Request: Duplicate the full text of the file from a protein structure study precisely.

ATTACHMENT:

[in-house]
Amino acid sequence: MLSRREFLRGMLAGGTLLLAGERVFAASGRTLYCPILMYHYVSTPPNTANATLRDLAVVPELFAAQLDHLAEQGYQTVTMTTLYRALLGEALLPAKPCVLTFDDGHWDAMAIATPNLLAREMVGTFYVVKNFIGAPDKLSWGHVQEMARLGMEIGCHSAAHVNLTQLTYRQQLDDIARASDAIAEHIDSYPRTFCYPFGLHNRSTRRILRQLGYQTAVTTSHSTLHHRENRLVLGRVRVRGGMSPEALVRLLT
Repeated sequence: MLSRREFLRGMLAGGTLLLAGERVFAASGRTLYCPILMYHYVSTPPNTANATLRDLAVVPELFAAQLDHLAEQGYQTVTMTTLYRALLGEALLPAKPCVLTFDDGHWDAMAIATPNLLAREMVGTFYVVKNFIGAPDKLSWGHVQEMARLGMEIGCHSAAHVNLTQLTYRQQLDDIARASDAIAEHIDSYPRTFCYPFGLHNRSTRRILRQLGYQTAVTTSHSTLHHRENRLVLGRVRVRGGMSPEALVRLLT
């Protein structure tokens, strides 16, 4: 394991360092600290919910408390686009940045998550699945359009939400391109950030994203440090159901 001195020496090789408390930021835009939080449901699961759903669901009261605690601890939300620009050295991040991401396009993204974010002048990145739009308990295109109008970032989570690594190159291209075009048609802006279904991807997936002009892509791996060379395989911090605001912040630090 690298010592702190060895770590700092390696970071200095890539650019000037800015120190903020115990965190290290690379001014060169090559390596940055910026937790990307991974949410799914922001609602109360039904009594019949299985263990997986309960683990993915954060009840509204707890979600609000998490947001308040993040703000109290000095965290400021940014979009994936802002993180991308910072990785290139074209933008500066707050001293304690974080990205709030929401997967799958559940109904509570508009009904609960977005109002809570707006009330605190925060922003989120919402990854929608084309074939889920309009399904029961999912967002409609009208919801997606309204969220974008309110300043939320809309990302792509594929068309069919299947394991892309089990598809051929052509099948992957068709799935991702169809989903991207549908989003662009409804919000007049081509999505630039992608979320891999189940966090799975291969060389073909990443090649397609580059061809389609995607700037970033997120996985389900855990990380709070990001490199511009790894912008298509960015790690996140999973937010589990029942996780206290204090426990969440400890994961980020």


[in-house]
Amino acid sequence: MLSRREFLRGMLAGGTLLLAGERVFAASGRTLYCPILMYHYVSTPPNTANATLRDLAVVPELFAAQLDHLAEQGYQTVTMTTLYRALLGEALLPAKPCVLTFDDGHWDAMAIATPNLLAREMVGTFYVVKNFIGAPDKLSWGHVQEMARLGMEIGCHSAAHVNLTQLTYRQQLDDIARASDAIAEHIDSYPRTFCYPFGLHNRSTRRILRQLGYQTAVTTSHSTLHHRENRLVLGRVRVRGGMSPEALVRLLT
Repeated sequence: MLSRREFLRGMLAGGTLLLAGERVFAASGRTLYCPILMYHYVSTPPNTANATLRDLAVVPELFAAQLDHLAEQGYQTVTMTTLYRALLGEALLPAKPCVLTFDDGHWDAMAIATPNLLAREMVGTFYVVKNFIGAPDKLSWGHVQEMARLGMEIGCHSAAHVNLTQLTYRQQLDDIARASDAIAEHIDSYPRTFCYPFGLHNRSTRRILRQLGYQTAVTTSHSTLHHRENRLVLGRVRVRGGMSPEALVRLLT
């Protein structure tokens, strides 16, 4: 394991360092600290919910408390686009940045998550699945359009939400391109950030994203440090159901 001195020496090789408390930021835009939080449901699961759903669901009261605690601890939300620009050295991040991401396009993204974010002048990145739009308990295109109008970032989570690594190159291209075009048609802006279904991807997936002009892509791996060379395989911090605001912040630090 690298010592702190060895770590700092390696970071200095890539650019000037800015120190903020115990965190290290690379001014060169090559390596940055910026937790990307991974949410799914922001609602109360039904009594019949299985263990997986309960683990993915954060009840509204707890979600609000998490947001308040993040703000109290000095965290400021940014979009994936802002993180991308910072990785290139074209933008500066707050001293304690974080990205709030929401997967799958559940109904509570508009009904609960977005109002809570707006009330605190925060922003989120919402990854929608084309074939889920309009399904029961999912967002409609009208919801997606309204969220974008309110300043939320809309990302792509594929068309069919299947394991892309089990598809051929052509099948992957068709799935991702169809989903991207549908989003662009409804919000007049081509999505630039992608979320891999189940966090799975291969060389073909990443090649397609580059061809389609995607700037970033997120996985389900855990990380709070990001490199511009790894912008298509960015790690996140999973937010589990029942996780206290204090426990969440400890994961980020």